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With a Mix of Backgrounds, Team Comerford Assembles…

Senator Jo Comerford with staff last week. (via Office of Sen. Comerford)

Elected, sworn, staffed.

Days after her swearing in last Wednesday on Beacon Hill, the office of Senator Jo Comerford is taking shape. While her digs on Beacon Hill will be in flux as many new senators’ are, she has assembled her team for he upcoming term representing the Hampshire, Franklin, Worcester Senate district.

A mix of Beacon Hill veterans and political staffers, the Northampton Democrat’s hiring decisions presage some of her plans for the coming term. But they also reveal an emphasis on both local needs and grand policy priorities.

Comerford’s district includes Amherst, Hadley, Hatfield, Northampton, Pelham and South Hadley in Hampshire County, Franklin County east of and including Colrain, Deerfield, Greenfield and Whatley, and Royalston in Worcester County.

Comerford’s earliest hire was Jared Freedman, a former budget staffer for then-Rep Stephen Kulik. Freedman signed on to be as Comerford’s chief of staff shortly after Comerford, who had no general election opponent, formally became senator-elect in November.

The senator unveiled the rest of her staff in an email to supporters last week. Brian Rosman shall be her legislative director joined by legislative aide Rani Jacobson. Both will work primarily out of Boston alongside Freedman. Elena Cohen shall serve as district director aided by Sam Hopper.

The renovated Senate chamber in Boston. (WMassP&I)

The average Massachusetts state senator has about five staffers. Senate leadership get a few more. Staff is usually divided between Boston and the district if, as with the 413’s senators, it’s not practical to operate entirely out of Beacon Hill. Job titles are fairly standard, but entirely within senators’ discretion. Purely from an HR perspective, titles are often just “Senate Default.”

The man Comerford replaced, Stanley Rosenberg, had been senate president and in leadership before that. Thus, the staff serving the district will be the smallest it has been in years.

Although the titles are not identical, Comerford structured her office much like Pittsfield Senator Adam Hinds and Spencer Senator Anne Gobi of Spencer did when entering office. They started with a chief of staff, legislative director and aides distributed between Boston and the district.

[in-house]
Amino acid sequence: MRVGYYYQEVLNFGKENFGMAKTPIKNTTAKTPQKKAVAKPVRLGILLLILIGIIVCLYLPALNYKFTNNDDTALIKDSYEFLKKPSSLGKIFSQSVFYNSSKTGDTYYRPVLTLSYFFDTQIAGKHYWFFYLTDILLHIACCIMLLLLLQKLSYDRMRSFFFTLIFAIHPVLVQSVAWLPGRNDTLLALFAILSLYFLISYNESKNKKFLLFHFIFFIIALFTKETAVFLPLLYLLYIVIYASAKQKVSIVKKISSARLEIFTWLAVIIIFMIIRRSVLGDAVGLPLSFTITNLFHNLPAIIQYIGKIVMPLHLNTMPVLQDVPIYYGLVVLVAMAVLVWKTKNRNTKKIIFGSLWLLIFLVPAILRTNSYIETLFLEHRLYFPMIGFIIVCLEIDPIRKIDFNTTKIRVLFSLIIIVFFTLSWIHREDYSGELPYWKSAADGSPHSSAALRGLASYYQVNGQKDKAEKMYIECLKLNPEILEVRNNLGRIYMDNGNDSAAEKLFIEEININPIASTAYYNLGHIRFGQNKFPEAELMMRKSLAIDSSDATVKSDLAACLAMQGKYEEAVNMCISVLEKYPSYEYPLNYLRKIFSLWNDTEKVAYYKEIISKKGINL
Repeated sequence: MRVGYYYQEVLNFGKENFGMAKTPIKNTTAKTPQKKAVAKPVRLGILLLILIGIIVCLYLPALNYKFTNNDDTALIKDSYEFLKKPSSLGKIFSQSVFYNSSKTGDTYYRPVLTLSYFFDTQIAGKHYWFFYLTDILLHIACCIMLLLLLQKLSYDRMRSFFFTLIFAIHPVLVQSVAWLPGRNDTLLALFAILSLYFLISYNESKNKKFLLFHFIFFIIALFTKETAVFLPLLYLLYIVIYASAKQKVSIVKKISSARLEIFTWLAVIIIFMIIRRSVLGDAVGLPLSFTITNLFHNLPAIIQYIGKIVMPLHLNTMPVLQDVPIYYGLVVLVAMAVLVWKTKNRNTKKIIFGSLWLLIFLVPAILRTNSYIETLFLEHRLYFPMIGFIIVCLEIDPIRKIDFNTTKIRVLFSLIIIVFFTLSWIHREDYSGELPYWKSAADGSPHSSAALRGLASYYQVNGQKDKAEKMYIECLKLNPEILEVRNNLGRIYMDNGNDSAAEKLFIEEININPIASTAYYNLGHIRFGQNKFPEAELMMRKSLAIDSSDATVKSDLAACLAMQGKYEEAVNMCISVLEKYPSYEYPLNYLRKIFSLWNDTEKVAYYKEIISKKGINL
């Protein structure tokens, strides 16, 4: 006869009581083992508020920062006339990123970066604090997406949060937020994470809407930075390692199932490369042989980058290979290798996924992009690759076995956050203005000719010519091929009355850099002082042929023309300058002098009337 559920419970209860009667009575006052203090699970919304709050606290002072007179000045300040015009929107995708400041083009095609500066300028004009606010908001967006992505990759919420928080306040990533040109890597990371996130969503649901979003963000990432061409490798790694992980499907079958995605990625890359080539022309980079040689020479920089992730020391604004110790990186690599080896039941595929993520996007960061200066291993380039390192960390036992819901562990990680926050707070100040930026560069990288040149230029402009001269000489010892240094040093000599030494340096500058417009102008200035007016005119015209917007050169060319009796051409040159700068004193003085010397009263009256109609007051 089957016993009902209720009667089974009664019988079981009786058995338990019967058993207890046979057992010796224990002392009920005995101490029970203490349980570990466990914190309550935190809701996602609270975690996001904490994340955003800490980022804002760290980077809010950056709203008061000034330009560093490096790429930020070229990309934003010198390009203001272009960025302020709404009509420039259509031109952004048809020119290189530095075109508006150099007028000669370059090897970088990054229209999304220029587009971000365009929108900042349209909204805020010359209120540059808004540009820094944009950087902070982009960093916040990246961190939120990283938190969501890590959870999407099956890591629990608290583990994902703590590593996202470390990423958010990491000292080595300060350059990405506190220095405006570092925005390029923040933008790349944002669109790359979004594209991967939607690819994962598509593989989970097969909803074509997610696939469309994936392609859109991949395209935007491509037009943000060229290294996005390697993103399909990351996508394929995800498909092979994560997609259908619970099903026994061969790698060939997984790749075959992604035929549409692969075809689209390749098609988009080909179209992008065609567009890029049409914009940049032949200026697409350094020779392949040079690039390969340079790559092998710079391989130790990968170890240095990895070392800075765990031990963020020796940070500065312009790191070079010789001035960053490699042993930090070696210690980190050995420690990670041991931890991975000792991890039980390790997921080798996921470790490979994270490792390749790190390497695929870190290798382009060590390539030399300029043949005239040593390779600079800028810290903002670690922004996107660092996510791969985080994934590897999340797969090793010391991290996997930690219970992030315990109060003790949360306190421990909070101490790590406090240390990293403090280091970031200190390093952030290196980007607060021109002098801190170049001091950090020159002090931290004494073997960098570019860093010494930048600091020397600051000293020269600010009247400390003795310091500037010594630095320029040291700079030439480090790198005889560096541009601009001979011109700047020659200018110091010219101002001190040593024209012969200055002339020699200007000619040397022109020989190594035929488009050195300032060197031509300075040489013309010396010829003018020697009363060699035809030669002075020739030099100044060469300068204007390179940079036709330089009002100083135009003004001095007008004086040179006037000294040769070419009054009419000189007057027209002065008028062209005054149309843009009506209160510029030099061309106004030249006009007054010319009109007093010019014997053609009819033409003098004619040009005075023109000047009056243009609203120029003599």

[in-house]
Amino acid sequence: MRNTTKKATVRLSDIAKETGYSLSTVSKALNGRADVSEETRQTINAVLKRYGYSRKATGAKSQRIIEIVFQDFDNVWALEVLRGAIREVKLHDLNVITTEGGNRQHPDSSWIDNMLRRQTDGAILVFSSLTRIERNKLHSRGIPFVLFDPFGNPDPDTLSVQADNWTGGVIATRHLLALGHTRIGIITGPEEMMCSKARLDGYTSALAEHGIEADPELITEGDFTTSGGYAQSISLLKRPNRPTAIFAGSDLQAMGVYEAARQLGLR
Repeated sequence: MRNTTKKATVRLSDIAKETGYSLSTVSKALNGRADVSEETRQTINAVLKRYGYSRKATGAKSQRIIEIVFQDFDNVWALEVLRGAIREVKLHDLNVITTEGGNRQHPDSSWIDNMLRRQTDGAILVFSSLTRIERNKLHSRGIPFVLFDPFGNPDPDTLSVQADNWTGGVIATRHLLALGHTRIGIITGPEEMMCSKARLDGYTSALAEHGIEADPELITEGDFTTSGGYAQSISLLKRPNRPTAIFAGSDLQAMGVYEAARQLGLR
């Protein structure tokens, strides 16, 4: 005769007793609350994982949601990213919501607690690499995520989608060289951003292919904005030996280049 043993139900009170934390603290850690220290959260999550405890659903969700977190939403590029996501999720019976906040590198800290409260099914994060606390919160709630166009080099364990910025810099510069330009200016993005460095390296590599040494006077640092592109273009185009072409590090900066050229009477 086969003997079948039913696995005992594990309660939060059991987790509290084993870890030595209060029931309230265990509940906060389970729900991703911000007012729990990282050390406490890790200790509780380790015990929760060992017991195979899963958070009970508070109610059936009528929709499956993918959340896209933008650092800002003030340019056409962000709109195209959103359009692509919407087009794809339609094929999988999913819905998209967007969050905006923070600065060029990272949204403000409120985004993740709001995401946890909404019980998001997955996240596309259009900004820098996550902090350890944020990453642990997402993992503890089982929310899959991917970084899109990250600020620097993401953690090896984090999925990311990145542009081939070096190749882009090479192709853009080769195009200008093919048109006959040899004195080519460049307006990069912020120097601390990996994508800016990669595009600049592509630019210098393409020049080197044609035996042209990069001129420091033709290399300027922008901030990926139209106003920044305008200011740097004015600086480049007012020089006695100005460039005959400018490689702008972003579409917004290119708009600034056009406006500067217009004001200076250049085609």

Some offices have staff counsel, although Rosman has been an attorney. Many senators have communications directors. Senator Eric Lesser took office with a comms staffer, in part to power his office’s outreach via social media. As a former Obama staffer, Lesser also gets a touch more out-of-state press calls, too. Though Beacon Hill vets note it is common for many offices to field questions on their bills from obscure state and national trade publications.

Freedman will handle most media inquiries for Comerford as Bethann Steiner, Hinds’s chief of staff, does for her boss. As Comerford’s comms needs evolve, she may opt to retool.

In the meantime, Comerford’s staff choices display a mix of ambition and realpolitik.

For example, State House observers have remarked that hiring Freedman, a Leverett native, fits the transition underway within the delegation. In addition to Rosenberg, the region has lost decades of experience in the House, including Kulik’s.

The Hampshire, Franklin, Worcester Senate District in blue. (via malegislature.gov)

As a Ways & Means vice-chair, Kulik used the position to aid his sprawling rural district. With this background, Freedman should be able to assist Comerford in the rural parts of her district. His input could become doubly important given Comerford’s de facto role leading the Upper Valley’s transformed delegation.

Hiring Rosman as legislative director also hints at her goals. Given her history of activism and the liberal bent of her district, Comerford will almost certainly become a standard-bearer for a bevy of progressive legislative priorities. As it happens, Rosman has worked closely on one of them: healthcare.

Then-Bay State resident and Governor Mitt Romney signs Massachusetts’s 2006 healthcare bill. Comerford has her own healthcare goals sans Mittens. (via bluecrossmafoundation.org)

Rosman spent 15 years on the policy and government relations staff at Health Care for All and has worked on Beacon and Capitol Hills. The organization, and Rosman in particular, played a key role in the commonwealth’s landmark 2006 law that extended coverage to nearly all Bay Staters. These are not idle resume lines. Comerford will be co-chairing the Medicare for All caucus this session and can draw on Rosman’s experience to turn the abstraction of single-payer into concrete legislation.

With the rest of the staff, Comerford is seemingly eyeing a robust constituent services operation.

Comerford’s third Boston staffer, Jacobson, worked for several conservation nonprofit and Boston City Councilor Michelle Wu. In Wu’s office, Jacobson served as a neighborhood liaison and an environmental policy analyst.

In the district, Cohen, another Pioneer Valley native, has a background as a historian and in civil rights. Again, this fits the activist flavor of the district. Cohen, who will be Comerford’s district director had worked on the New York City Commission on Civil Rights.

Finally, Hopper was active in the campaign last year and several Western Massachusetts community groups.

Ultimately senators themselves define the direction and impact of their offices. But staff are necessary to execute. In her email to supporters last week, Comerford said she and her staff were rolling up their sleeves, ready to begin.

“They’ve already hit the ground working for the people of our district with unmatched passion and skill,” she wrote.